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Introduction to Amazon Web Services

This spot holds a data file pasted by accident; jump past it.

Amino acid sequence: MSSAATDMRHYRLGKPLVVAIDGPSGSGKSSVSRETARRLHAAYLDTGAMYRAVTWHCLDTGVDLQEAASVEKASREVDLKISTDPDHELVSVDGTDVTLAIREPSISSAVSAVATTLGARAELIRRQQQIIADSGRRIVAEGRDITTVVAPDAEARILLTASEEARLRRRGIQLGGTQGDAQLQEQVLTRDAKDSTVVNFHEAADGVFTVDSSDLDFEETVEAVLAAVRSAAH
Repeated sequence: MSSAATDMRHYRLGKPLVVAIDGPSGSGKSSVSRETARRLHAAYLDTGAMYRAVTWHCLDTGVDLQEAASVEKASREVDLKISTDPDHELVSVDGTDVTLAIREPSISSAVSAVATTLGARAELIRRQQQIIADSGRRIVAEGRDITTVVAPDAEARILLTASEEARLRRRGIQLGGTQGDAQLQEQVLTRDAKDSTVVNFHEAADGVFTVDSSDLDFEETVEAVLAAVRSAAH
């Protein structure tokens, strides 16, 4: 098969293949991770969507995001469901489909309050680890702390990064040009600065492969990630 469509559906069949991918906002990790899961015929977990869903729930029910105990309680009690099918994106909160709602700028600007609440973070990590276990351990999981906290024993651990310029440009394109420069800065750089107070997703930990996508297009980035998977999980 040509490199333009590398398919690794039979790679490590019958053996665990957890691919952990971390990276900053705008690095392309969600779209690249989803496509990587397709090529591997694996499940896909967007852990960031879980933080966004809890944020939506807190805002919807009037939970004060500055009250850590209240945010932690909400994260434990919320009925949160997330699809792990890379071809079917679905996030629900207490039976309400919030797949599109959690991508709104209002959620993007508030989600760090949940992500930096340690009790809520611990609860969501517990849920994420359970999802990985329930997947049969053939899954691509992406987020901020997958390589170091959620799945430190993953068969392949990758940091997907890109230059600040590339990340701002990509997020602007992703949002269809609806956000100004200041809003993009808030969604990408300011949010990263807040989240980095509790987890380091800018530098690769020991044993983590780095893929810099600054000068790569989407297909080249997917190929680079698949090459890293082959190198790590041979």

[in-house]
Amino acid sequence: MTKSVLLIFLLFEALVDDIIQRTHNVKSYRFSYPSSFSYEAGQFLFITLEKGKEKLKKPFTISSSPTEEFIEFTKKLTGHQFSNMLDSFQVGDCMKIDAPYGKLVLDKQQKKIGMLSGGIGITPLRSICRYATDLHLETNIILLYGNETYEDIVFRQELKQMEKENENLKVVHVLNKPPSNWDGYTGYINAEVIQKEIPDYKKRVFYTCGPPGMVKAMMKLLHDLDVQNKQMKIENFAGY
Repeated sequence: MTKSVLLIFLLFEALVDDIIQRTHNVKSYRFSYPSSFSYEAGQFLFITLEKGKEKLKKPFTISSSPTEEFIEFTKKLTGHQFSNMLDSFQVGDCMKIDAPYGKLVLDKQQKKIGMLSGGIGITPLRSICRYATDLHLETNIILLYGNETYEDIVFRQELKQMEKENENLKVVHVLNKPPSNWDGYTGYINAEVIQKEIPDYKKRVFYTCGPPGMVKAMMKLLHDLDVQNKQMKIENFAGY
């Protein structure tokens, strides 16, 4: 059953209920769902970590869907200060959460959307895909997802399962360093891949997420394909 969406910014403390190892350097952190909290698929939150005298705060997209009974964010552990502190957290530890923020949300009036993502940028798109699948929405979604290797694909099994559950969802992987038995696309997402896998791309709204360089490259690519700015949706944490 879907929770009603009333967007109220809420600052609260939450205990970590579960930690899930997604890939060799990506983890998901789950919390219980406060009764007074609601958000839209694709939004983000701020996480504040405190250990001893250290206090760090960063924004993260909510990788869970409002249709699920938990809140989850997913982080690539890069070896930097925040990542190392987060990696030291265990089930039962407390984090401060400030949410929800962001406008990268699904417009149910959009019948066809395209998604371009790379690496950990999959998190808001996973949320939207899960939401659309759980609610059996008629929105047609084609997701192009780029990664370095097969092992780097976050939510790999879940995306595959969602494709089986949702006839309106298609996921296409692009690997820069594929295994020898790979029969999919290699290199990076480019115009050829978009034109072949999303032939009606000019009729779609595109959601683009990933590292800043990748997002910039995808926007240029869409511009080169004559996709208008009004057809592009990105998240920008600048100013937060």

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Introduction to Amazon Web ServicesIntroductionCloud ComputingAmazon Web ServicesAmazon Web ServicesDemo ApplicationArchitectureSequence Assembly in the CloudsCost to assemble to process 4096 FASTA files*Security CredentialsAWS Toolkit for EclipseInstalling AWS Toolkit in EclipseSimple Storage Service (S3)Simple Storage Service (S3)Using S3 as the Data StorageAWS Import/ExportSimple Queue ServiceSimple Queue ServiceUsing the Queue to Schedule JobsSimple Notification Service (SNS)SimpleDBSimpleDBSimpleDBUsing the SimpleDB for monitoring & metadata storageRelational Database Service (RDS)SimpleDB vs RDSElastic Compute ServiceElastic Compute ServiceElastic Compute ServiceSequence Assembly Performance with different EC2 Instance TypesGTM Interpolation performance with different EC2 Instance TypesHPC in AWSCloudWatchAuto ScalingDeploying the Application in EC2AMIRun the ProgramElastic MapReduceEMR bucket namesRunning WordCount using EMRElastic Block Store (EBS)Elastic Load BalancingVirtual Private Cloud (VPC)CloudFrontMechanical TurkThank You!AcknowledgmentsIntroduction toAmazon Web ServicesThilina GunarathneSalsa Group, Indiana University.With contributions from Saliya Ekanayake.Introduction• Fourth Paradigm – Data intensive scientific discovery– DNA Sequencing machines, LHC• Commercial Cloud Platforms– Amazon Web Services– Microsoft Azure Platform–Google AppEngineCloud Computing• On demand computational services over web– Backed by massive commercial infrastructures giving economies of scale– Spiky compute needs of the scientists• Horizontal scaling with no additional cost– Increased throughput• Cloud infrastructure services– Storage, messaging, tabular storage– Cloud oriented services guarantees– Virtually unlimited scalability• Future seems to be CLOUDY!!!Amazon Web Services• Compute– Elastic Compute Service (EC2)– Elastic MapReduce– Auto Scaling• Storage– Simple Storage Service (S3)– Elastic Block Store (EBS)– AWS Import/Export• Messaging– Simple Queue Service (SQS)– Simple Notification Service (SNS)• Database– SimpleDB– Relational Database Service (RDS)• Content Delivery– CloudFront• Networking– Elastic Load Balancing– Virtual Private Cloud• Monitoring– CloudWatch• Workforce– Mechanical TurkAmazon Web Services• Compute– Elastic Compute Service (EC2)– Elastic MapReduce– Auto Scaling• Storage– Simple Storage Service (S3)– Elastic Block Store (EBS)– AWS Import/Export• Messaging– Simple Queue Service (SQS)– Simple Notification Service (SNS)• Database– SimpleDB– Relational Database Service (RDS)• Content Delivery– CloudFront• Networking– Elastic Load Balancing– Virtual Private Cloud• Monitoring– CloudWatch• Workforce– Mechanical TurkDemo Application• Job queue based embarrassingly parallel application execution– BLAST, Monte Carlo simulations, many image processing applications, parametric studies• Cap3 – Sequence Assembly*– Assembles DNA sequences by aligning and merging sequence fragments to construct whole genome sequences• Executable available at http://seq.cs.iastate.edu/cap3.html• Demo programs– http://salsahpc.indiana.edu/tutorial/apps/aws/* Huang, X. and Madan, A. (1999) CAP3: A DNA sequence assembly program. Genome Res., 9, 868-877.ArchitectureSequence Assembly in the CloudsCap3 parallel efficiencyCap3 – Per core per file (458 reads in each file) time to process sequencesCost to assemble to process 4096 FASTA files*• Amazon AWS total :11.19 $Compute 1 hour X 16 HCXL (0.68$ * 16) = 10.88 $10000 SQS messages = 0.01 $Storage per 1GB per month = 0.15 $Data transfer out per 1 GB = 0.15 $• Azure total : 15.77 $Compute 1 hour X 128 small (0.12 $ * 128) = 15.36 $10000 Queue messages = 0.01 $Storage per 1GB per month = 0.15 $Data transfer in/out per 1 GB = 0.10 $ + 0.15 $• Tempest (amortized) : 9.43 $– 24 core X 32 nodes, 48 GB per node– Assumptions : 70% utilization, write off over 3 years, including support*~ 1 GB / 1875968 reads (458 reads X 4096)Security Credentials• Access Keys– Making a REST or Query API request– JAVA SDK for S3, SQS, SimpleDB• EC2 Key Pairs– Launching/connecting to EC2 instances• X.509 Certificate– SOAP API– Command line toolsAWS Toolkit for Eclipse• Open source plug-in for Eclipse• AWS Java SDK– Java API for AWS services• Amazon SimpleDB management– Configure, edit, query• Amazon EC2 management– Deploy, debug, manageInstalling AWS Toolkit in Eclipse• Installing– Java 1.5 or higher– Eclipse 3.5 or higher (Java EE distribution recommended)– http://aws.amazon.com/eclipse–http://media.amazonwebservices.com/videos/eclipse-java-sdk-video.htmlSimple Storage Service (S3)• Internet Data Storage– Reliable, Simple, Scalable, and Inexpensive• Three Concepts– Buckets• Analogous to a folder with no nesting• URL accessible• Option to enforce geographical constraints– Objects• Actual data stored in buckets, e.g. PDF, Video, etc.• Up to 5 gigabytes• Unlimited number of objects• Retrievable via HTTP, HTTPS, or BitTorrent• Private, public or selectively for users– Keys• Unique key to identify each object in a bucketSimple Storage Service (S3)• Access Logs– Option to enable to logs for buckets• Pricing– Data storage• 0.15$ per GB for first 50TB to 0.055$ per GB for over 5000TB– Data transfer in• 0.1$ per GB (free till Nov,2010)– Data Transfer out• 0.15$ per GB up to 10TB to 0.08$ per GB for over 150TB– Requests• PUT, COPY, POST, LIST -> 0.01 $ per 1000 requests• Others -> 0.01$ for 10,000 requests• Reduced Redundant Storage– 2/3 of the storage costUsing S3 as the Data Storage• S3 management console• Uploading the input data to S3• Downloading/uploading files (s3 objects) programmatically• Run Sample– AWSStepOne eclipse projectAWS Import/Export• Accelerates Moving Large Scale Data– In to and out of AWS using portable storage– Utilized Amazon’s high-speed internal network– Often faster than Internet upload/download for large data• Simple Steps– Prepare a portable storage device– Request AWS with S3 bucket, key, and shipping address– Receive an ID, digital signature, an AWS shipping address– Identify and authenticate storage device with digital signature– Ship it and wait for Amazon to ship it back • Data migration, content distribution, offsite backup, disaster recovery, direct data